Although there can be no doubting the interest the protocol has generated on the issue of delay and programming, many people contend that it has achieved little else. It purports to provide the materials necessary for parties to avoid unnecessary disputes, but I suspect that in practice, where adopted by the parties, the protocol is more likely to lead to an increase in disputes and higher construction costs.
The protocol suffers from the fact that the drafters appear not to have considered whether what they have proposed as best practice, would, if adopted, assist in avoiding disputes on construction projects. The essence of the protocol is that detailed programming throughout the life of a construction project will enable delaying events, be they the responsibility of the employer or the contractor, to be accurately assessed and managed during the course of the project. Of course, such a proposal is put forward without the protocol having been tested on a single construction project, so its success or otherwise is necessarily hypothetical.
Among the solutions proposed by the protocol, and regarded by the drafters as best practice, is for the impact of every individual variation on a project to be plotted on to the programme using modern project-planning software to show the particular effects of each single variation on the programme. For a project of any size and complexity, the time and cost involved in carrying out such an analysis would be out of all proportion to any possible benefits that could be obtained. Even on straightforward contracts, variations quite often number many thousand.
Gauging the impact of all of these individually – even when there is no dispute as to delay – is an unnecessary burden to the contractor.
To then have to agree the impact with the employer, failing which the employer's decision stands (until overturned in adjudication) is a recipe for disputes. The further one gets down the contractual chain, the more ludicrous the recommendations of the protocol become.
Furthermore, it is naïve in the extreme to think that by addressing the factors that cause delay on projects, during the life of the project, the parties are more likely to resolve their differences.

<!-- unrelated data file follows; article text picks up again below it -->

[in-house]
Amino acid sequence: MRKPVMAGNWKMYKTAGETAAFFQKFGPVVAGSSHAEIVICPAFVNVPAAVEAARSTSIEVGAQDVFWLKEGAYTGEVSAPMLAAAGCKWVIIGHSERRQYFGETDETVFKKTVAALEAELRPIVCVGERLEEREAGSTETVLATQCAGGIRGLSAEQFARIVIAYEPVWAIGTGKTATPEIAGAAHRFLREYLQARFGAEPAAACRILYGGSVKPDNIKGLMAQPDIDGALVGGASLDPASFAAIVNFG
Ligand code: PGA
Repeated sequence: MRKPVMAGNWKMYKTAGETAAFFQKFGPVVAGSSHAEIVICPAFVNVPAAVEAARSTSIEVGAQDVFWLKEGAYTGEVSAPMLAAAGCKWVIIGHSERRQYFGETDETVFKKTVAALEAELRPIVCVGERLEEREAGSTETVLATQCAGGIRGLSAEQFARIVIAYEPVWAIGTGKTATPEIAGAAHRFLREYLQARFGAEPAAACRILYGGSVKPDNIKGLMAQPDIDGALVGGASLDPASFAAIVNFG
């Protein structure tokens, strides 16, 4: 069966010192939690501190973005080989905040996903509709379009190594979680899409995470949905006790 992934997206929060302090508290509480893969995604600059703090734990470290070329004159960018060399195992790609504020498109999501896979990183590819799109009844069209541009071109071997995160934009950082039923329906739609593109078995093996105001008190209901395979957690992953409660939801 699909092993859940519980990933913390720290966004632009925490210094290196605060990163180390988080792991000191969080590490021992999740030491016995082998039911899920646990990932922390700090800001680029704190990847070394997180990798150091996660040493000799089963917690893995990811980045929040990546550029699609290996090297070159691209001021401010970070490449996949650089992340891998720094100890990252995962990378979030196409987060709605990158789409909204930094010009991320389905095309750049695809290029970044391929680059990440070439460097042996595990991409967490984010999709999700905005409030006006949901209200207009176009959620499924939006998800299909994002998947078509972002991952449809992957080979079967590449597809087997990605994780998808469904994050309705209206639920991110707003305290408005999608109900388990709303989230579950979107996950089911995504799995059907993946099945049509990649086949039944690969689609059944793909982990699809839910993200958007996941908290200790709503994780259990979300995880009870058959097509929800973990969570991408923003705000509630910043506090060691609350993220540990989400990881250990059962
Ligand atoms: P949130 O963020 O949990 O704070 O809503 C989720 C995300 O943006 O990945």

Issues of delay are often as contentious during the course of a project as they are at the end, and sometimes more so. There is no evidence to suggest that adopting the protocol will reduce the chance of disputes. Often parties take commercial views on delays at the final account stage and wrap them up on a commercial basis. They are not able to take such a view during the infancy of a major project. The protocol takes no account of the fact that most construction projects do not end with disputes over delay and are not programmed with even a fraction of the detail and cost that the protocol recommends.
Everyone knows that proper programming, if not quite a prerequisite to a successful project, is at least a key factor. There is no doubt that parties to construction contracts should spend more time planning how a project is going to be constructed. However, they do not need the SCL to advise them of this, especially when no analysis of the likely cost of adopting their recommendations has been carried out. It will be interesting to see how many employers are willing to pay contractors to programme a project in such a way – and even more interesting to see if this avoids, or simply creates, further disputes. Perhaps this sort of analysis should have been carried out before such proposals were put forward as best practice.
Nick Henchie is a senior solicitor in the Construction & Engineering Group at Mayer Brown Rowe & Maw and can be contacted at firstname.lastname@example.org